hi don, on seconds thoughts I agree about the aluminum foil in stead of sheet metal. your wright after the unit cools down the next morning you can just reach in and fold and  remove the foil. good idea, going to get fire brick this wk.  and do a cook on Sunday and put the foil on the bricks  Vincent.
Midwest Freak

the research i did most people use Rutland Replacement Fire Brick (604) from Ace shipped  to store for 19.99 for 6 bricks and they are 1-1/4" thick if that helps .
animal

OUCH, that is pricey
Midwest Freak

that is only $3.32 a brick and no shipping , i thought it was not to bad of price .
Wood River BBQ Team

The fire box on the Lang 36 is 17X17 and the bricks from ACE are 9X4.5 so you'll need a couple more beyond 6 and my ACE won't sell single ones so I'd have to buy 12, which is no biggie. I had forgotten that with my thin metal cheapo smoker, in order to contain as much heat as I could, I not only added lava rocks to the bottom of the cooking chamber but also had them sitting on a sheet of alum foil. I don't know if it worked because I didn't own a heat gun at the time -- but I don't think it hurt either.

I'm going to see how the shinny side up double sheets of alum foil works in the fire box before I spring for the fire bricks. Next cook is a tri-tip on my Santa Maria Grill, then it will be turkey time. I'm going a little battey with the alum foil as I added it to the bottom of the Santa Maria Grill. Oak , which is my wood of choice for the tri-tip, is very expensive here and hard to get (I'm almost out of it) and hopefully I can get more heat with a little less fuel.

Don G
JimmyZ

Don't know if there is one near you but Tractor Farm Supply sells them indivually for $3.19 each and they stock them in there stores.

Here's the information on them.

•Brand - United States Stove
•Material - Brick
•Package Height - 1-1/4 in.
•Package Length - 9- in.
•Package Width - 4-1/2 in.
•Type - Firebrick
Wood River BBQ Team

Many years ago I purchased some sort of a tile, I don't even know what it's called, for the bottom shelf of the oven of my motor home. I don't know where I purchased them or what I paid. We've never used the oven and I'd forgotten they were even there -- until yesterday when I discovered them. They're are 4 of them at 7.5" X 7.5" X1/4". The thin 1/4" is exactly what I was loooking for. I'm going to insert them today and cover them with alum foil (for easy ash clean up) and I'll see what happens. Since I had them in the oven I can only assume they're heat resistant. I wish I could provide more detail to forum listers.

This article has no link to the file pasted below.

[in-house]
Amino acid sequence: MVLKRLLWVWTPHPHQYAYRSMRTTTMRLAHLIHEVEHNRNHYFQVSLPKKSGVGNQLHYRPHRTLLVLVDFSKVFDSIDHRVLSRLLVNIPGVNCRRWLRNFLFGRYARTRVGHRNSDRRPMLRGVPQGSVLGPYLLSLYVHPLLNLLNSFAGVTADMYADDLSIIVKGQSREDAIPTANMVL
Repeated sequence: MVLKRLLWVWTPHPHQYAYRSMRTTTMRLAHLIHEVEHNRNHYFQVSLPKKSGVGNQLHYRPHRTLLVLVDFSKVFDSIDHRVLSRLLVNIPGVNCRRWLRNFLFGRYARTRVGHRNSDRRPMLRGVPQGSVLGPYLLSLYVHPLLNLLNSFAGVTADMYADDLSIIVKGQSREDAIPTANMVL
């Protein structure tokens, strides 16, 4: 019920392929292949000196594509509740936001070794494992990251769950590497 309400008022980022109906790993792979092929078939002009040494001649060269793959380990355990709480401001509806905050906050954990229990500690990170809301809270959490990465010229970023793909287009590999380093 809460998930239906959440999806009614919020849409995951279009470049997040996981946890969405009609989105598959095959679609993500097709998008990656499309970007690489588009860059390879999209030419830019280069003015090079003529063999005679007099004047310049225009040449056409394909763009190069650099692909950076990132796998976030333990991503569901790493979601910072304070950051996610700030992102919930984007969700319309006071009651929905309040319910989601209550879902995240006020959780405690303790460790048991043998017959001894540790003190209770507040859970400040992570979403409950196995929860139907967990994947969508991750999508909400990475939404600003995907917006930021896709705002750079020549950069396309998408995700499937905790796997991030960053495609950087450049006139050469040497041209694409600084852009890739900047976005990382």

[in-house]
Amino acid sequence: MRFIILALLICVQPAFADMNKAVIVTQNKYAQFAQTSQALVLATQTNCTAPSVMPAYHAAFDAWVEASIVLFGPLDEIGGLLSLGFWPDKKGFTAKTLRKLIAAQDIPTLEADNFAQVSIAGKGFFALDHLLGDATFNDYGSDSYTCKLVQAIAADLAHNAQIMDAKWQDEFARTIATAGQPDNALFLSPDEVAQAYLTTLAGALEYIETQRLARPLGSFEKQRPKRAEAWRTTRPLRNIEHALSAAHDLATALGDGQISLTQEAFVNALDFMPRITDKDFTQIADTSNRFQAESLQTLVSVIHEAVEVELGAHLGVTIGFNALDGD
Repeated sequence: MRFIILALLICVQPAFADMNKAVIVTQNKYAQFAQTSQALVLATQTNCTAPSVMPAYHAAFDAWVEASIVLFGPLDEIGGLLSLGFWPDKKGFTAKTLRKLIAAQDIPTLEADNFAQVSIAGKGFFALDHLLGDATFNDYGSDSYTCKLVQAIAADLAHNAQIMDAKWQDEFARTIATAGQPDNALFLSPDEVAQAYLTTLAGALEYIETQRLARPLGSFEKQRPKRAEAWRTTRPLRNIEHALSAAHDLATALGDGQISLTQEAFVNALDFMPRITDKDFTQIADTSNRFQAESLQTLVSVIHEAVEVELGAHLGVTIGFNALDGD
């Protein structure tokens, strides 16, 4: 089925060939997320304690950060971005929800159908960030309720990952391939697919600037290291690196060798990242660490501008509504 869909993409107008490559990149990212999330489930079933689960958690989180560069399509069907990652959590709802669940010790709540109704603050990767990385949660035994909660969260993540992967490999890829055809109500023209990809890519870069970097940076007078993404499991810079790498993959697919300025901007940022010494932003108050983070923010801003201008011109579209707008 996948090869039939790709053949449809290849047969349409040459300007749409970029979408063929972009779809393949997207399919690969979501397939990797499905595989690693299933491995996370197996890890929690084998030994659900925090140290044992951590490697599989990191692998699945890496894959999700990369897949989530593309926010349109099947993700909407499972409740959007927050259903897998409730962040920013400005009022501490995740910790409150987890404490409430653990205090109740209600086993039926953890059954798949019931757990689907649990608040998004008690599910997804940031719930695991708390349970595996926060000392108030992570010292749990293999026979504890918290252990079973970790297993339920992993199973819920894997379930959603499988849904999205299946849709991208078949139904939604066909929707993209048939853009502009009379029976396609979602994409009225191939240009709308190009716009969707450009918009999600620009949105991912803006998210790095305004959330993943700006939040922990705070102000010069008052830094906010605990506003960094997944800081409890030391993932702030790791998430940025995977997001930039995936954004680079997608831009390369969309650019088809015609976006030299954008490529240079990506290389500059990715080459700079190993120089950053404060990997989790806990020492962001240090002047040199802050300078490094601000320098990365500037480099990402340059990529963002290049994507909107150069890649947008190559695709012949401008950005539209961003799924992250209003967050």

Wood River BBQ Team

I think they are UNglazed porcelain tiles. Glazed tiles would crack and break due to the heat. I hate suggesting stuff I've never tested so don't take my word on this subject as this product may not provide the desired result.
Wood River BBQ Team

I hope all you Lang smokers are having a nice Thanksgiving!! My birds on the smoker and cooking.

To recap, I added thin UNGLAZED porcelain tiles to my fire box and covered them with shinney side up alum foil and then took readings with my heat gun. The Lang gauge registerd 300F and the chimney gauge read 295F. The front of the fire box read 536F, the back read 483F, the top read 568F and the door read 399F

A couple of weeks ago the bottom, with only alum foil, read 313F. Today, with the combination of the tiles and the alum foil, the bottom read 125f!! Obviously, I'm not losing much heat through the bottom as most of it's going where it's suppose to go -- into the cook chamber. The mate that added the fire bricks had a good idea.

Don G
mr.piggy

happy thanksgiving to all the lang family, I am sitting in my kitchen .having a few cold ones,
looking out the window at my lang  (not cooking ) the wife dose not let me cook the turkey on the bbq. or smoker. she says turkeys are cooked in the oven. I say did the pilgrims have a oven.    I"l HAVE ANOTHER COLD ONE



                           HAPPY THANKS GIVING,    VINCENT
Wood River BBQ Team

mr. piggy: Tomorrow, pick up a small turkey or a breast (which I prefer)  -- they'll be giving them away -- and test drive it next weekend on your Lang. Let your wife be the judge, which is the only smart thing to do, as to which tasted better her's or your's. Be sure to brine and inject. Might be better to let her win -- I don't know as you'll have to be the decider. Maybe, or maybe not, next Thanksgiving you'll "be cooking turkey on your Lang".

After the turkey, test drive a HAM so you're a "shoe in" for XMAS dinner.

As one smoker brother to another, I'll tip a "tinney" (Aussie for beer) as soon as I submit this post.

Don G
mr.piggy

thanks don,  happy thanks giving. I"l try anything.
dummy que

brick in firebox

i halve lined my lang 60 firebox on the bottom along the sides and across the back as well as down the bottom of the tunnle for the reaverse flow it realy helps in cold temps. and aids in stableing out temps. during cooks as far as cooking turkey`s i halve trown my turkey fryer away if your wifey thinks that they should be cooked inside do one she will never do one inside again ther is no need to inject or brine smear skin with oil of choice season an let your lang work it`s magic